Gradually, my eyes adjusted so I could see actual, real-life aliens in a semi-circle around the crew. They were bipedal, but with two sets of laterally symmetric arms. At first glance they appeared gray but I soon realized they wore drab gray clothing. I quickly approached the front of our group. After some brief remarks by the captain, I was supposed to do a mathematical presentation to establish a common frame of reference.
The captain opened her mouth and I saw an aqua burst of light like a firework appear in the air in front of her, grow and gradually collapse.
She faintly said, "Greetings, friends." The words were difficult to hear. Why?
As she spoke we were treated to another light show: aqua light burst, purple sprinkles.
I got a quick taste of some kind of meat.
The captain said, "We are happy to meet you. We hope our races can work together."
Blue stars, violet fireworks. It was pretty but distracting. Whoever was producing the lights wasn't paying attention to what she was saying.
In the meantime I'd tasted bologna and vanilla--not as bad together as you might think.
The aliens didn't speak in return. The lead creature's mouth moved, but I didn't hear anything.
I did see a red firework, followed by pink firework, an orange firework, and a yellow burst of light. And I tasted bologna and vanilla again.
The captain repeated her spiel.
Aqua light burst, purple sprinkles, blue stars, violet fireworks. Bologna, vanilla.
All the colors and flavors were making me a bit nauseous. I clamped my jaw and tried to understand what was happening.
And then, again I saw red firework, pink firework, orange firework, yellow light burst. Bologna. Vanilla. Weird.
Both sequences had been repeated exactly the same. That was probably significant.
The bright halo in my peripheral vision pulsed. Why would it do that?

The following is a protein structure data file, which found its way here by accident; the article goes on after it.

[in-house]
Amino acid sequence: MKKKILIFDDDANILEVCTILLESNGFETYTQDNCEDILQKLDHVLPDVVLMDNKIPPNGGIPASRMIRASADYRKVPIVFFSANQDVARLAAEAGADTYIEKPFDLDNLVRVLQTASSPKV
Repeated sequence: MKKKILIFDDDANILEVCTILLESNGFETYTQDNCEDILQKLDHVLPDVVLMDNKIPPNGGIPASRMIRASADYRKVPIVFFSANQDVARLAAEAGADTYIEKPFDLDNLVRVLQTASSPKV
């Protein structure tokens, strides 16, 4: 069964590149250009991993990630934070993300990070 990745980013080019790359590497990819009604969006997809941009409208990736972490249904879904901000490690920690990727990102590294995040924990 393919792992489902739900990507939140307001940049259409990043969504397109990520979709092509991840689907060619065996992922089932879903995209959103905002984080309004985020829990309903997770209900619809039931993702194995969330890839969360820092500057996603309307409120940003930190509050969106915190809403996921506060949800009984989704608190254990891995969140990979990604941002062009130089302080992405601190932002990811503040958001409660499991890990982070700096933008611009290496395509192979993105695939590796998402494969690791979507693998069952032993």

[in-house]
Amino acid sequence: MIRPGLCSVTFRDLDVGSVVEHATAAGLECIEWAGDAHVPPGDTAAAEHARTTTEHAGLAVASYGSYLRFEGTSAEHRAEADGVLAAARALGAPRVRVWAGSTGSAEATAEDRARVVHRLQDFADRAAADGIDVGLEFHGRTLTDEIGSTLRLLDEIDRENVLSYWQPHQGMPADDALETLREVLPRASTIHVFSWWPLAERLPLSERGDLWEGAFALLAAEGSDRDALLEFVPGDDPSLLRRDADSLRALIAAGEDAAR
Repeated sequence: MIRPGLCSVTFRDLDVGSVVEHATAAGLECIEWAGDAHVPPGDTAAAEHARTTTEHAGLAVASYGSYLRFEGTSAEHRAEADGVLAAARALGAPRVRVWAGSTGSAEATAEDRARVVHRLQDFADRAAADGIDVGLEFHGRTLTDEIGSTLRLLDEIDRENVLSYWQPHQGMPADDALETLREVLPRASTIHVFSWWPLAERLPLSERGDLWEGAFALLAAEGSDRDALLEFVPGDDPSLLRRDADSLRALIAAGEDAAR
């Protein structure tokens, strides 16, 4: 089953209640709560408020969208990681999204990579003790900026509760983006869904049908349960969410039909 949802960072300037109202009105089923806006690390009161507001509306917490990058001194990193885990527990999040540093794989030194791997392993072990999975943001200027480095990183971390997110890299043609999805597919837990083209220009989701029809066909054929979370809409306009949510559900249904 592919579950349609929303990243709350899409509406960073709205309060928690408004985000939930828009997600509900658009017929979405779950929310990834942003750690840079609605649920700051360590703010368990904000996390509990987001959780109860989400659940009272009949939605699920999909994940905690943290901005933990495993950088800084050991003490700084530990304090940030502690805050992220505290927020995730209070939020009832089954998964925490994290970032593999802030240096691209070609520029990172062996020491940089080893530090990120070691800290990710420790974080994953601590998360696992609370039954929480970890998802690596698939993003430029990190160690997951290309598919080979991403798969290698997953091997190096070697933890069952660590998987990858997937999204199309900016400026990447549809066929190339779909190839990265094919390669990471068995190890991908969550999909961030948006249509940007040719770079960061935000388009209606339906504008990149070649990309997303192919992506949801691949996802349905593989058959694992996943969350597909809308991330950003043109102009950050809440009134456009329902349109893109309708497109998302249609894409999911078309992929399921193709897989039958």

I realized there were truck-like vehicles moving to our right. As smoke erupted from one I caught sight of another halo pulse.
Could sounds and colors be connected here?
I stomped down onto the pavement and gold stars erupted.
It was color synesthesia! Somehow the aliens made us experience sounds as colors.
Once we were safely ensconced back inside the shuttle with our own air, the captain said, "That was a disaster. Why didn't they talk?"
I said, "They're communicating via colors!"
"How do you know?" she asked.
"I have lexical-gustatory synesthesia. I taste meanings. I tasted the ideas 'We're happy to meet you,' and 'We hope our races can work together.' several times from both you and the alien."
The captain stared at me. "I'll be damned. It's good you're here."
Finally, my synthesia was good for something.
I sneezed.
The End
This story was first published on Monday, December 29th, 2014


This story was inspired by Alfred Bester's 1956 novel The Stars My Destination, specifically its synesthesia. My recent writing seems to be strongly influenced by what has gone before, following literary tradition. Bester himself was said to be inspired by William Blake's poem "The Tyger" and Alexandre Dumas' novel The Count of Monte Cristo. For this piece I also tried to come up with a curiosity-inducing title by combining two disparate tastes.

- Lesley L. Smith